He called his Centuar to him and they commenced the hand gestures and intonations that would unlock their minds and prepare them for the sorcery that heralded extraordinary rain. They had to be careful, for too much would cause greater damage, but too little would not help the planet.
While they were thus engaged, Taranis wandered.
Through soot and ash he could discern or imagine the proud edifices of a proud nation. The Valleur built for eternity, but even that had not saved them from the wrath of this new enemy. Their great buildings succumbed. They succumbed.
He wanted to scream at the heavens, finding it unfair so many paid with their lives due to the spite of one.
The Siric, the Sagorin, the Centuar and the others, they were the Guardians and, once the Rift opened to what lay beyond, it became part of their responsibility. They were duped. They had been suffering under the mantle of fear, but they had not looked hard and long enough to see beyond Chaos to a people potentially in danger. They had not known enough to look.
That did not absolve them from their responsibility.
The Guardians failed to protect the weak. The Guardians needed to atone. Someone had to kneel before the Vallorin and offer up … what? No degree of atonement, no words of sympathy, and no act of contrition would now alter what came to pass.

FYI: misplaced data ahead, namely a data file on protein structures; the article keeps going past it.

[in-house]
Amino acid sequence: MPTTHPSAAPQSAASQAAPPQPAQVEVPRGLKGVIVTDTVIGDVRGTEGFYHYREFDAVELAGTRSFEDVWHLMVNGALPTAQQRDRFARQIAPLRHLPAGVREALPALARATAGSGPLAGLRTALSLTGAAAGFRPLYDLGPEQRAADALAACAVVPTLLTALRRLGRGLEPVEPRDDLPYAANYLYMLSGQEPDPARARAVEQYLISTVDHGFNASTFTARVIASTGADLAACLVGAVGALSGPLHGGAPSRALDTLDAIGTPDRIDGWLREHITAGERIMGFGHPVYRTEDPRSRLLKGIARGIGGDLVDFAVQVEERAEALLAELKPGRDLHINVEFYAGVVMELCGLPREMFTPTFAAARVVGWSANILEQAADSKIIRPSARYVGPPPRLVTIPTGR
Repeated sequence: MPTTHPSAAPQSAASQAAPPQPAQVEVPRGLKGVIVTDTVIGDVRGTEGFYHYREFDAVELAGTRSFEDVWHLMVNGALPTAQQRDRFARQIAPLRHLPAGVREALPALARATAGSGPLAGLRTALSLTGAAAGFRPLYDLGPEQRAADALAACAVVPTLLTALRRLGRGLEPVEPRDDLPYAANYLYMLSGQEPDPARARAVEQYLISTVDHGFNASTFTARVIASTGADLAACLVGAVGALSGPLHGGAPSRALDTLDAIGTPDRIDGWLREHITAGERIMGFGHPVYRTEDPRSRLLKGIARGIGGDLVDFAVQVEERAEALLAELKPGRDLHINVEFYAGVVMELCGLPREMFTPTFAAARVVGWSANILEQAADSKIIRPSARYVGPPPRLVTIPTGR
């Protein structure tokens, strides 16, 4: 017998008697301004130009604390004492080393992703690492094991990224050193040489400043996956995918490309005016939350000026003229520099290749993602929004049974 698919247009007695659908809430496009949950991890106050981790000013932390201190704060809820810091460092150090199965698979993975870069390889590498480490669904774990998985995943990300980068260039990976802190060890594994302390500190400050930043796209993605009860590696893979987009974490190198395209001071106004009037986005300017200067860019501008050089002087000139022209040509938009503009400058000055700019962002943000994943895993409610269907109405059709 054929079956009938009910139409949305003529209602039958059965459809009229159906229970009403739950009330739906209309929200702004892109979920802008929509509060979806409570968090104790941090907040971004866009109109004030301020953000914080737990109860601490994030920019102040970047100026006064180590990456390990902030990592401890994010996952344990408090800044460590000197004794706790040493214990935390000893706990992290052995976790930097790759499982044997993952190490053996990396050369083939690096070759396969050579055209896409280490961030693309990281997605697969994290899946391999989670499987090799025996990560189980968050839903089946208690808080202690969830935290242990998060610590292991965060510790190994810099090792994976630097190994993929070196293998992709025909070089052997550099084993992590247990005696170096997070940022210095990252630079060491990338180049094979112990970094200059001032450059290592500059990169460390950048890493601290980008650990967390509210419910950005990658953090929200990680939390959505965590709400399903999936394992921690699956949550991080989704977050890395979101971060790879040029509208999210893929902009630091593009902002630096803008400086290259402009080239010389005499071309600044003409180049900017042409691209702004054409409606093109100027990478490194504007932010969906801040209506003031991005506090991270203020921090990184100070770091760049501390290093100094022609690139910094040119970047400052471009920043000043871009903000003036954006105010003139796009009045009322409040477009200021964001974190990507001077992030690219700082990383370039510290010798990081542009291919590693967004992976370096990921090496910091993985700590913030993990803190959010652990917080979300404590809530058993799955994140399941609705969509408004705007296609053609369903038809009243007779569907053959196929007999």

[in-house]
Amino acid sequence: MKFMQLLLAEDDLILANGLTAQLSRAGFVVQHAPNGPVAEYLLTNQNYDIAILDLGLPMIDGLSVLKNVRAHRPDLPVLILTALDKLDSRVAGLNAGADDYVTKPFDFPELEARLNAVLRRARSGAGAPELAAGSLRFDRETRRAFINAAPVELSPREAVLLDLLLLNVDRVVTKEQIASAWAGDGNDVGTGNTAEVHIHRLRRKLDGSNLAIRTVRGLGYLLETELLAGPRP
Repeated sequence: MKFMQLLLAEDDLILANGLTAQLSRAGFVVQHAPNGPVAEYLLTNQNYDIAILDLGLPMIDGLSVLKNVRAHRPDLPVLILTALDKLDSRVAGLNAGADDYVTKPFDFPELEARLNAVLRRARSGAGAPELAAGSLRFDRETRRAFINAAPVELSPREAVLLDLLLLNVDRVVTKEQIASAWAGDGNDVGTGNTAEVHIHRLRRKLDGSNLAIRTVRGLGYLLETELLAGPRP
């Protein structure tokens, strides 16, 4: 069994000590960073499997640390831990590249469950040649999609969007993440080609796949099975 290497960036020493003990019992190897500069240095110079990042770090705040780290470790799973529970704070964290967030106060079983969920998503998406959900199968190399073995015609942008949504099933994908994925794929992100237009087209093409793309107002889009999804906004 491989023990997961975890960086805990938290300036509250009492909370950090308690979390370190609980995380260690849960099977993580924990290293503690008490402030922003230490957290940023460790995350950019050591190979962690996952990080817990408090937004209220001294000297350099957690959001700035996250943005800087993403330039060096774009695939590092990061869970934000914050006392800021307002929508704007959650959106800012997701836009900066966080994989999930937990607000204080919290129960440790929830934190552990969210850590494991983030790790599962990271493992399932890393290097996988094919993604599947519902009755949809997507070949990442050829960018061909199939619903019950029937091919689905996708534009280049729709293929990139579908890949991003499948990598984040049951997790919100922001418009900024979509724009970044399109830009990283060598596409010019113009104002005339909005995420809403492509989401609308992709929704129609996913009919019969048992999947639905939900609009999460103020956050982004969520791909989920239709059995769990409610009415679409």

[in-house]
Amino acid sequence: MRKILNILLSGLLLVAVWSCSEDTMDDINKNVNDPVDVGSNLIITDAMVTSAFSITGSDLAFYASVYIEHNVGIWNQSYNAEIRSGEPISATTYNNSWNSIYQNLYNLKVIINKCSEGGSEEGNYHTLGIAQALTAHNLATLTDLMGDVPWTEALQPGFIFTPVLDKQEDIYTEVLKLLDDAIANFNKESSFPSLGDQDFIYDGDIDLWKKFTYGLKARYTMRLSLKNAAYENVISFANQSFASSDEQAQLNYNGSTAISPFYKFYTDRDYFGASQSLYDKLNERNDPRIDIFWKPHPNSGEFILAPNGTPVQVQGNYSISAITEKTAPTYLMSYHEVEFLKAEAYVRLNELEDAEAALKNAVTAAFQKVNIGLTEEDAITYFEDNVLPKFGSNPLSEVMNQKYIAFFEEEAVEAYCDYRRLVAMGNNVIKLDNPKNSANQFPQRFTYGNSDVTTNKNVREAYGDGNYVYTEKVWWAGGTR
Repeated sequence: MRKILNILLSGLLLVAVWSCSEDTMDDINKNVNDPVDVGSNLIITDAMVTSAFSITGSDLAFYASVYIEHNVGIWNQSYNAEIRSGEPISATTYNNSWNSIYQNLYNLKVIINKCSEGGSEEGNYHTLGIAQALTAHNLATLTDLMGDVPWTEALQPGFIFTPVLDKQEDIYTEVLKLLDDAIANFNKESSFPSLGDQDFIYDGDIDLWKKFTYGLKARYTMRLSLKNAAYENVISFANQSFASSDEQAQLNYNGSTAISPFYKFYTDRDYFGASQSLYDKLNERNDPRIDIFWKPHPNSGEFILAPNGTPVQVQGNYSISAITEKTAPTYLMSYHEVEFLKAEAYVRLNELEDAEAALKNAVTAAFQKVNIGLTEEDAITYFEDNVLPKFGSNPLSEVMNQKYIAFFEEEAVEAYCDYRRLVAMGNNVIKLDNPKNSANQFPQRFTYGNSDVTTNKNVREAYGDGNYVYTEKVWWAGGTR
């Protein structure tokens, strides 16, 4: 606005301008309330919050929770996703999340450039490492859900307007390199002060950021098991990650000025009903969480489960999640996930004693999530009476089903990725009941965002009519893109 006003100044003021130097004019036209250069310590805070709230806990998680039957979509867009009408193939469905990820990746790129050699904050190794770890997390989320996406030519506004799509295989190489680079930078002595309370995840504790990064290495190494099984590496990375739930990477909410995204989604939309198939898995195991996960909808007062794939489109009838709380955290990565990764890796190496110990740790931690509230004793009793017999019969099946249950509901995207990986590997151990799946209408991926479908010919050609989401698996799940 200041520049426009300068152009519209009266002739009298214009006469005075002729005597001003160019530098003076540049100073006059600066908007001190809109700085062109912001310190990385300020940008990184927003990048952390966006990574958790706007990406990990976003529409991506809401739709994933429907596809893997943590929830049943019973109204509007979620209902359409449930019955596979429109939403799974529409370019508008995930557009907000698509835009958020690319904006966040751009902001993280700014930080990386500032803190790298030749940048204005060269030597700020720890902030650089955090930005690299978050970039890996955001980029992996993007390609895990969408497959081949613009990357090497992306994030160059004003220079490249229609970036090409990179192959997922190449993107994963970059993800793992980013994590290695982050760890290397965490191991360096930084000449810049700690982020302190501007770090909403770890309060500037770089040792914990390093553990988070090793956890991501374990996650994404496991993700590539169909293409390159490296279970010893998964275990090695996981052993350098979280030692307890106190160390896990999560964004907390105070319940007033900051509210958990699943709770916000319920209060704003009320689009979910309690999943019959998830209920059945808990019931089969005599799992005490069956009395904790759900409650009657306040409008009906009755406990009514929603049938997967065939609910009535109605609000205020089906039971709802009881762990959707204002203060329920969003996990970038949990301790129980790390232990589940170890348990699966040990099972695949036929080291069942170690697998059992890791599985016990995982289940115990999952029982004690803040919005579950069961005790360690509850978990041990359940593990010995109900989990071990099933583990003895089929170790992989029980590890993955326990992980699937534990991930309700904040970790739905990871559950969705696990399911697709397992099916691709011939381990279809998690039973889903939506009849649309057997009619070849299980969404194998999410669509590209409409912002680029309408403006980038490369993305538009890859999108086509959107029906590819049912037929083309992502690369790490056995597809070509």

The only course of action left was to prevent Margus causing more damage. He had to be stopped, whatever it took. Therein was a measure of atonement.
After more hours of preparation later Belun and his Centuar huddled together.
Above, rain clouds gathered in a gradually less polluted atmosphere and, as they left Ardosia, the first raindrops fell, hissing into the scorched earth.
They chose soft rain, nothing destructive and yet encompassing and drenching. Lakes would fill, rivers run, and the smouldering embers below the surface would be doused by degree until Ardosia again stood a chance at renewal. The animals would have water to drink and seeds could sprout again in their time. They accomplished a major feat and yet, confronted by the terrible destruction of a world, it felt mean, a tiny drop in a huge ocean. Massive achievements, yes, but after the fact.
“What of the bodies?” Rilt asked.
“When the temperature is normal, we will send the Gravedigger Guild in,” Taranis said.
They left Ardosia behind.
They saw other planets, uninhabitable, empty. In the furthest reaches they came across a giant vortex in space, in which whirled the debris of a vaporized world.
“It’s new,” Belun remarked, his eyes narrowing. “Destroyed recently.”
“Yes. The Darak Or burning his bridges, you think?” Taranis said.
“If he can do this, he is far more dangerous than we suspect,” Belun returned uneasily. “Dear Lady, I hope no one was living there when he did that.”
“Likely a futile hope,” Taranis said. “May all that is good help us now. Come, there is nothing we can learn of Margus here. We are needed elsewhere; let us leave this place.”
On Ardosia rain came and would go, in cycles, as nature reasserted itself.